(c)

Transfers made within two years presumed to be a sale-

(c)(1)

In general. For purposes of this section, if within a two-year period a partner transfers property to a partnership and the partnership transfers money or other consideration to the partner (without regard to the order of the transfers), the transfers are presumed to be a sale of the property to the partnership unless the facts and circumstances clearly establish that the transfers do not constitute a sale.

(c)(2)

Disclosure of transfers made within two years. Disclosure to the Internal Revenue Service in accordance with § 1.707-8 is required if-

(c)(2)(i)

A partner transfers property to a partnership and the partnership transfers money or other consideration to the partner with a two-year period (without regard to the order of the transfers);

(c)(2)(ii)

The partner treats the transfers other than as a sale for tax purposes; and

(c)(2)(iii)

The transfer of money or other consideration to the partner is not presumed to be a guaranteed payment for capital under § 1.707-4(a)(1)(ii), is not a reasonable preferred return within the meaning of § 1.707-4(a)(3), and is not an operating cash flow distribution within the meaning of § 1.707-4(b)(2).

(d)

Transfers made more than two years apart presumed not to be a sale. For purposes of this section, if a transfer of money or other consideration to a partner by a partnership and the transfer of property to the partnership by that partner are more than two years apart, the transfers are presumed not to be a sale of the property to the partnership unless the facts and circumstances clearly establish that the transfers constitute a sale.

(e)

Scope. This section and §§ 1.707-4 through 1.707-9 apply to contributions and distributions of property described in section 707(a)(2)(A) and transfers described in section 707(a)(2)(B) of the Internal Revenue Code.

(f)

Examples. The following examples illustrate the application of this section.

Example 1. Treatment of simultaneous transfers as a sale.

A transfers property X to partnership AB on April 9, 1992, in exchange for an interest in the partnership. At the time of the transfer, property X has a fair market value of $4,000,000 and an adjusted tax basis of $1,200,000. Immediately after the transfer, the partnership transfers $3,000,000 in cash to A. Assume that, under this section, the partnership's transfer of cash to A is treated as part of a sale of property X to the partnership. Because the amount of cash A receives on April 9, 1992, does not equal the fair market value of the property, A is considered to have sold a portion of property X with a value of $3,000,000 to the partnership in exchange for the cash. Accordingly, A must recognize $2,100,000 of gain ($3,000,000 amount realized less $900,000 adjusted tax basis ($1,200,000 multiplied by $3,000,000/$4,000,000)). Assuming A receives no other transfers that are treated as consideration for the sale of the property under this section, A is considered to have contributed to the partnership, in A's capacity as a partner, $1,000,000 of the fair market value of the property with an adjusted tax basis of $300,000.

Example 2. Treatment of transfers at different times as a sale.

(i) The facts are the same as in Example 1, except that the $3,000,000 is transferred to A one year after A's transfer of property X to the partnership. Assume that under this section the partnership's transfer of cash to A is treated as part of a sale of property X to the partnership. Assume also that the applicable Federal short-term rate for April, 1992, is 10 percent, compounded semiannually.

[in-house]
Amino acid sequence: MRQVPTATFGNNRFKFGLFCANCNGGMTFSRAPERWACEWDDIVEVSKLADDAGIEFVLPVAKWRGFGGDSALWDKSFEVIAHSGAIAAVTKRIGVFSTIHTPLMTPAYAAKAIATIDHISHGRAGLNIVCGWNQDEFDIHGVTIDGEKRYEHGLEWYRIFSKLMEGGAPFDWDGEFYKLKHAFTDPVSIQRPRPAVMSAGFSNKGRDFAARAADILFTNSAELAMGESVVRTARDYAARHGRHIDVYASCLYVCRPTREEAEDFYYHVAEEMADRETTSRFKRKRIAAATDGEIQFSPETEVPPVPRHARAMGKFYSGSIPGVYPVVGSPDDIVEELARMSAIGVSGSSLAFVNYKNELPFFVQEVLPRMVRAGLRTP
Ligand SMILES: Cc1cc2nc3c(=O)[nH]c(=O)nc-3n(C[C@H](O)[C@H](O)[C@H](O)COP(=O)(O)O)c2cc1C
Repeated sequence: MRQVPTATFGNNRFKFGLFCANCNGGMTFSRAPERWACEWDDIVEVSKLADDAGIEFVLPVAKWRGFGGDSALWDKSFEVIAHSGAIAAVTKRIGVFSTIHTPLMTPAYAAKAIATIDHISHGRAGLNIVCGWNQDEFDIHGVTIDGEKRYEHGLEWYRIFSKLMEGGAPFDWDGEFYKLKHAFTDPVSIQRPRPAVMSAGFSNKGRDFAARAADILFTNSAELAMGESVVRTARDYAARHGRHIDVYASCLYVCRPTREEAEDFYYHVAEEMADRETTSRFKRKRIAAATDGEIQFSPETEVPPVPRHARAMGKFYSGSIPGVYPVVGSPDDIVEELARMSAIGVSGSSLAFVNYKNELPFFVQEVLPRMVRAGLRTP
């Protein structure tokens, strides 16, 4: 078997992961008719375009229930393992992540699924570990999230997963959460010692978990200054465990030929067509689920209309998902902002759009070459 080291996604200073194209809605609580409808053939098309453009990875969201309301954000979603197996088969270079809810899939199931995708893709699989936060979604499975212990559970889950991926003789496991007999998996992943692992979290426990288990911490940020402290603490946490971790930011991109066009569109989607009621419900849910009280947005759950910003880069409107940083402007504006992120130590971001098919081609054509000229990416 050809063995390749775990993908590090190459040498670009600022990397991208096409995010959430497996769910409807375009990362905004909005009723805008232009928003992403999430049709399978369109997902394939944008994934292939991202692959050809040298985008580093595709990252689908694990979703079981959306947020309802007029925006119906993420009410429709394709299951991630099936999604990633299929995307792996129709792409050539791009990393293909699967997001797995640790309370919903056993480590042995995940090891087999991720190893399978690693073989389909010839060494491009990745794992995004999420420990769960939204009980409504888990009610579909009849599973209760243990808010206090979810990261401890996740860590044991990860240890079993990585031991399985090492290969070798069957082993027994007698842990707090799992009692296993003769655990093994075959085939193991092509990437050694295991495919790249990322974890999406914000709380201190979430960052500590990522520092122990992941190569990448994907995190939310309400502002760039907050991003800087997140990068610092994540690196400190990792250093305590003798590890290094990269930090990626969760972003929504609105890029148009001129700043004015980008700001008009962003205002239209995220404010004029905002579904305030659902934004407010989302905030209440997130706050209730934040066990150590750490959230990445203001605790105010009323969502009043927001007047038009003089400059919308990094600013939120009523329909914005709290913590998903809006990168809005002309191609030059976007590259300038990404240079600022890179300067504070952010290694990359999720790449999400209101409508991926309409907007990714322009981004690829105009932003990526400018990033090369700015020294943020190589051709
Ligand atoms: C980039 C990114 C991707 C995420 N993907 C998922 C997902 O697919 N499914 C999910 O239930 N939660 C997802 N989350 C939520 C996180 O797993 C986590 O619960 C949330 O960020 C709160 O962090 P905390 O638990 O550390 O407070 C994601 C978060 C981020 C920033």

(ii) Under paragraph (a)(2) of this section, A and the partnership are treated as if, on April 9, 1992, A sold a portion of property X to the partnership in exchange for an obligation to transfer $3,000,000 to A one year later. Section 1274 applies to this obligation because it does not bear interest and is payable more than six months after the date of the sale. As a result, A's amount realized from the receipt of the partnership's obligation will be the imputed principal amount of the partnership's obligation to transfer $3,000,000 to A, which equals $2,721,088 (the present value on April 9, 1992, of a $3,000,000 payment due one year later, determined using a discount rate of 10 percent, compounded semiannually). Therefore, A's amount realized from the receipt of the partnership's obligation is $2,721,088 (without regard to whether the sale is reported under the installment method). A is therefore considered to have sold only $2,721,088 of the fair market value of property X. The remainder of the $3,000,000 payment ($278,912) is characterized in accordance with the provisions of section 1272. Accordingly, A must recognize $1,904,761 of gain ($2,721,088 amount realized less $816,327 adjusted tax basis ($1,200,000 multiplied by $2,721,088/$4,000,000)) on the sale of property X to the partnership. The gain is reportable under the installment method of section 453 if the sale is otherwise eligible. Assuming A receives no other transfers that are treated as consideration for the sale of property under this section, A is considered to have contributed to the partnership, in A's capacity as a partner, $1,278,912 of the fair market value of property X with an adjusted tax basis of $383,673.

Example 3. Operation of presumption for transfers within two years.

(i) C transfers undeveloped land to the CD partnership in exchange for an interest in the partnership. The partnership intends to construct a building on the land. At the time the land is transferred to the partnership, it is unencumbered and has an adjusted tax basis of $500,000 and a fair market value of $1,000,000. The partnership agreement provides that upon completing construction of the building the partnership will distribute $900,000 to C.

(ii) If, within two years of C's transfer of land to the partnership, a transfer is made to C pursuant to the provision requiring a distribution upon completion of the building, the transfer is presumed to be, under paragraph (c) of this section, part of a sale of the land to the partnership. C may rebut the presumption that the transfer is part of a sale if the facts and circumstances clearly establish that-

(A) The transfer to C would have been made without regard to C's transfer of land to the partnership; or